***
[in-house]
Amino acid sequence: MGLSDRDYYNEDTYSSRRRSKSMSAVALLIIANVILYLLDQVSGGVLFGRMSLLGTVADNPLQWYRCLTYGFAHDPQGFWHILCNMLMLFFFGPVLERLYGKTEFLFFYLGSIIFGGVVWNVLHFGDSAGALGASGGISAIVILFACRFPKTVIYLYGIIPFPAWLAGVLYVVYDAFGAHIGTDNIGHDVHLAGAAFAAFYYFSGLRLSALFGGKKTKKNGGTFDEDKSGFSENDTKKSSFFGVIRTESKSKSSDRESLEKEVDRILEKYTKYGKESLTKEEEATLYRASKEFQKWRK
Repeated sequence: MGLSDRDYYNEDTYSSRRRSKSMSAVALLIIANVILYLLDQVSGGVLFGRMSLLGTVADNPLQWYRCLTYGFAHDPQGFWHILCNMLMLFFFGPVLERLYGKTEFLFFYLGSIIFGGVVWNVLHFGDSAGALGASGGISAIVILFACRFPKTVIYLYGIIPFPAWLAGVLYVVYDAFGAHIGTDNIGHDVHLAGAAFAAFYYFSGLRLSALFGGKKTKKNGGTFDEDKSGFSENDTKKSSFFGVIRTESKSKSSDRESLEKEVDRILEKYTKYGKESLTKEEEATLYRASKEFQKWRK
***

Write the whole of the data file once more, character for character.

[in-house]
Amino acid sequence: MGLSDRDYYNEDTYSSRRRSKSMSAVALLIIANVILYLLDQVSGGVLFGRMSLLGTVADNPLQWYRCLTYGFAHDPQGFWHILCNMLMLFFFGPVLERLYGKTEFLFFYLGSIIFGGVVWNVLHFGDSAGALGASGGISAIVILFACRFPKTVIYLYGIIPFPAWLAGVLYVVYDAFGAHIGTDNIGHDVHLAGAAFAAFYYFSGLRLSALFGGKKTKKNGGTFDEDKSGFSENDTKKSSFFGVIRTESKSKSSDRESLEKEVDRILEKYTKYGKESLTKEEEATLYRASKEFQKWRK
Repeated sequence: MGLSDRDYYNEDTYSSRRRSKSMSAVALLIIANVILYLLDQVSGGVLFGRMSLLGTVADNPLQWYRCLTYGFAHDPQGFWHILCNMLMLFFFGPVLERLYGKTEFLFFYLGSIIFGGVVWNVLHFGDSAGALGASGGISAIVILFACRFPKTVIYLYGIIPFPAWLAGVLYVVYDAFGAHIGTDNIGHDVHLAGAAFAAFYYFSGLRLSALFGGKKTKKNGGTFDEDKSGFSENDTKKSSFFGVIRTESKSKSSDRESLEKEVDRILEKYTKYGKESLTKEEEATLYRASKEFQKWRK